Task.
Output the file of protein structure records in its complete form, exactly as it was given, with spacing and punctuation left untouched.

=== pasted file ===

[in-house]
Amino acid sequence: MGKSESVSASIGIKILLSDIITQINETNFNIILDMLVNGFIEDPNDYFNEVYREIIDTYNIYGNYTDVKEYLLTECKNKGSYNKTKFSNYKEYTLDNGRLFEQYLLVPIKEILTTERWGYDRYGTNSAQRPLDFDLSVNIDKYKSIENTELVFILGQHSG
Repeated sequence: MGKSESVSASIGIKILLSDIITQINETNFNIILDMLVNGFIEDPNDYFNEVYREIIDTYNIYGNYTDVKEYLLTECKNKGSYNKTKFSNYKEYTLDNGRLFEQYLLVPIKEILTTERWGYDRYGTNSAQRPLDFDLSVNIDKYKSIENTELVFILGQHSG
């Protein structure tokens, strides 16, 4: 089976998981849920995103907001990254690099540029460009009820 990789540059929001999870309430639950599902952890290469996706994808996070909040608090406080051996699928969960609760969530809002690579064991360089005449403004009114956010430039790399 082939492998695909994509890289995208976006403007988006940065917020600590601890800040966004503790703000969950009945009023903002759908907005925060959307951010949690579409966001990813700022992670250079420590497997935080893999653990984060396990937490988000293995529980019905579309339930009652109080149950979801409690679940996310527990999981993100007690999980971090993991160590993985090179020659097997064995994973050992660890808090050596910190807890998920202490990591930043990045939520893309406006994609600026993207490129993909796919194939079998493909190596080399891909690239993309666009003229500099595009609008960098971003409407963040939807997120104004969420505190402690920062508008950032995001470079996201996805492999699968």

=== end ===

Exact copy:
[in-house]
Amino acid sequence: MGKSESVSASIGIKILLSDIITQINETNFNIILDMLVNGFIEDPNDYFNEVYREIIDTYNIYGNYTDVKEYLLTECKNKGSYNKTKFSNYKEYTLDNGRLFEQYLLVPIKEILTTERWGYDRYGTNSAQRPLDFDLSVNIDKYKSIENTELVFILGQHSG
Repeated sequence: MGKSESVSASIGIKILLSDIITQINETNFNIILDMLVNGFIEDPNDYFNEVYREIIDTYNIYGNYTDVKEYLLTECKNKGSYNKTKFSNYKEYTLDNGRLFEQYLLVPIKEILTTERWGYDRYGTNSAQRPLDFDLSVNIDKYKSIENTELVFILGQHSG
């Protein structure tokens, strides 16, 4: 089976998981849920995103907001990254690099540029460009009820 990789540059929001999870309430639950599902952890290469996706994808996070909040608090406080051996699928969960609760969530809002690579064991360089005449403004009114956010430039790399 082939492998695909994509890289995208976006403007988006940065917020600590601890800040966004503790703000969950009945009023903002759908907005925060959307951010949690579409966001990813700022992670250079420590497997935080893999653990984060396990937490988000293995529980019905579309339930009652109080149950979801409690679940996310527990999981993100007690999980971090993991160590993985090179020659097997064995994973050992660890808090050596910190807890998920202490990591930043990045939520893309406006994609600026993207490129993909796919194939079998493909190596080399891909690239993309666009003229500099595009609008960098971003409407963040939807997120104004969420505190402690920062508008950032995001470079996201996805492999699968």